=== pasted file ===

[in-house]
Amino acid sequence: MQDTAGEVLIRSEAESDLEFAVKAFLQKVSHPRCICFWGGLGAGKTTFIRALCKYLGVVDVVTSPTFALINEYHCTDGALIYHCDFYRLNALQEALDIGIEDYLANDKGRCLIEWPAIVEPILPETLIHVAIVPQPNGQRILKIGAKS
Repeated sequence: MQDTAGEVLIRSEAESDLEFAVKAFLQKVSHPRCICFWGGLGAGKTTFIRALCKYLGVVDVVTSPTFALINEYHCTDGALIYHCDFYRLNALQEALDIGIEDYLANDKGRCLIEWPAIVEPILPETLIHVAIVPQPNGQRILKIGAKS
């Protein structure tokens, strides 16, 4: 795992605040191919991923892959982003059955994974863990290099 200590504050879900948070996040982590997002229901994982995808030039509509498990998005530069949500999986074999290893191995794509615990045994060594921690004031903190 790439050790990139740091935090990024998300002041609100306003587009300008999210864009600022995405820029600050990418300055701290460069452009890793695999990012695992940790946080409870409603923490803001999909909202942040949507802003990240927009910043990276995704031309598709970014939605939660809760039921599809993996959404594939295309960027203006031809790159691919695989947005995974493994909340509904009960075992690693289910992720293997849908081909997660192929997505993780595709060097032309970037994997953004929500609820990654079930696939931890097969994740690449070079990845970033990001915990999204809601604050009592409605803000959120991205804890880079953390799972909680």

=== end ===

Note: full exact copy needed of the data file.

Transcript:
[in-house]
Amino acid sequence: MQDTAGEVLIRSEAESDLEFAVKAFLQKVSHPRCICFWGGLGAGKTTFIRALCKYLGVVDVVTSPTFALINEYHCTDGALIYHCDFYRLNALQEALDIGIEDYLANDKGRCLIEWPAIVEPILPETLIHVAIVPQPNGQRILKIGAKS
Repeated sequence: MQDTAGEVLIRSEAESDLEFAVKAFLQKVSHPRCICFWGGLGAGKTTFIRALCKYLGVVDVVTSPTFALINEYHCTDGALIYHCDFYRLNALQEALDIGIEDYLANDKGRCLIEWPAIVEPILPETLIHVAIVPQPNGQRILKIGAKS
């Protein structure tokens, strides 16, 4: 795992605040191919991923892959982003059955994974863990290099 200590504050879900948070996040982590997002229901994982995808030039509509498990998005530069949500999986074999290893191995794509615990045994060594921690004031903190 790439050790990139740091935090990024998300002041609100306003587009300008999210864009600022995405820029600050990418300055701290460069452009890793695999990012695992940790946080409870409603923490803001999909909202942040949507802003990240927009910043990276995704031309598709970014939605939660809760039921599809993996959404594939295309960027203006031809790159691919695989947005995974493994909340509904009960075992690693289910992720293997849908081909997660192929997505993780595709060097032309970037994997953004929500609820990654079930696939931890097969994740690449070079990845970033990001915990999204809601604050009592409605803000959120991205804890880079953390799972909680």